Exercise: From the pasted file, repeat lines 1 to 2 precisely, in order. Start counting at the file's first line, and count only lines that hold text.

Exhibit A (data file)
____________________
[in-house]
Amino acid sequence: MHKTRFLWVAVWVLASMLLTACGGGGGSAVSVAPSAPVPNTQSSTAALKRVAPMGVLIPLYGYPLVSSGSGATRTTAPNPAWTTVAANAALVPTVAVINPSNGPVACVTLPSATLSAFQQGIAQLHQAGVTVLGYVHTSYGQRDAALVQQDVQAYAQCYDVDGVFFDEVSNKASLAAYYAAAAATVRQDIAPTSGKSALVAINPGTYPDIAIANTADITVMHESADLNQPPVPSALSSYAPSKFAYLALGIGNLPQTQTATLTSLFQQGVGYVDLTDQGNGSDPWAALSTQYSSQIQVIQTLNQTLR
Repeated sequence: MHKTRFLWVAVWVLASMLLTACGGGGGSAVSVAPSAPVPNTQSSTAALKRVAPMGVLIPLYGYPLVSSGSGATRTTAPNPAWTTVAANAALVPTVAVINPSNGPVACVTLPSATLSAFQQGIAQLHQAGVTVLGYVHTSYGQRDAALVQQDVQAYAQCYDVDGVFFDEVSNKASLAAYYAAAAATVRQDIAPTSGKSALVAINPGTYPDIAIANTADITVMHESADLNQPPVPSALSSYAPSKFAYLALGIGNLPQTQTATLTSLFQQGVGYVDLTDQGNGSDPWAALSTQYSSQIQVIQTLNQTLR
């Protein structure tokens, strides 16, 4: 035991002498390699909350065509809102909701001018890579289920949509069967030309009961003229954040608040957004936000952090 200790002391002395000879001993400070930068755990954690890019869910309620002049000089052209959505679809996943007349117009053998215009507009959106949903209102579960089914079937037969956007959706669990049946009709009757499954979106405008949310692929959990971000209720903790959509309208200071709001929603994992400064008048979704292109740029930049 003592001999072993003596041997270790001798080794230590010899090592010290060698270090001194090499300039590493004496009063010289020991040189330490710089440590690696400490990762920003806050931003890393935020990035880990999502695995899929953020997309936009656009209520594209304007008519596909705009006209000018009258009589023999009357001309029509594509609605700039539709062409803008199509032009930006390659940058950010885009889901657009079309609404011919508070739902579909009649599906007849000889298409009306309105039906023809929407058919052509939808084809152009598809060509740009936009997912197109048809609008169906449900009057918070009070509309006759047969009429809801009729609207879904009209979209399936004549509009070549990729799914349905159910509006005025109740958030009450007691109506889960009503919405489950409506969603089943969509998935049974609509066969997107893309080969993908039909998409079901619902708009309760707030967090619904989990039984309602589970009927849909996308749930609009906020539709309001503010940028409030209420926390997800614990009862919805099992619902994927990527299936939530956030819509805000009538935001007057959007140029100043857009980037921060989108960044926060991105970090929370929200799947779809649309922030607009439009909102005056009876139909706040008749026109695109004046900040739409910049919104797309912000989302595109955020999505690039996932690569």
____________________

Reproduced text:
[in-house]
Amino acid sequence: MHKTRFLWVAVWVLASMLLTACGGGGGSAVSVAPSAPVPNTQSSTAALKRVAPMGVLIPLYGYPLVSSGSGATRTTAPNPAWTTVAANAALVPTVAVINPSNGPVACVTLPSATLSAFQQGIAQLHQAGVTVLGYVHTSYGQRDAALVQQDVQAYAQCYDVDGVFFDEVSNKASLAAYYAAAAATVRQDIAPTSGKSALVAINPGTYPDIAIANTADITVMHESADLNQPPVPSALSSYAPSKFAYLALGIGNLPQTQTATLTSLFQQGVGYVDLTDQGNGSDPWAALSTQYSSQIQVIQTLNQTLR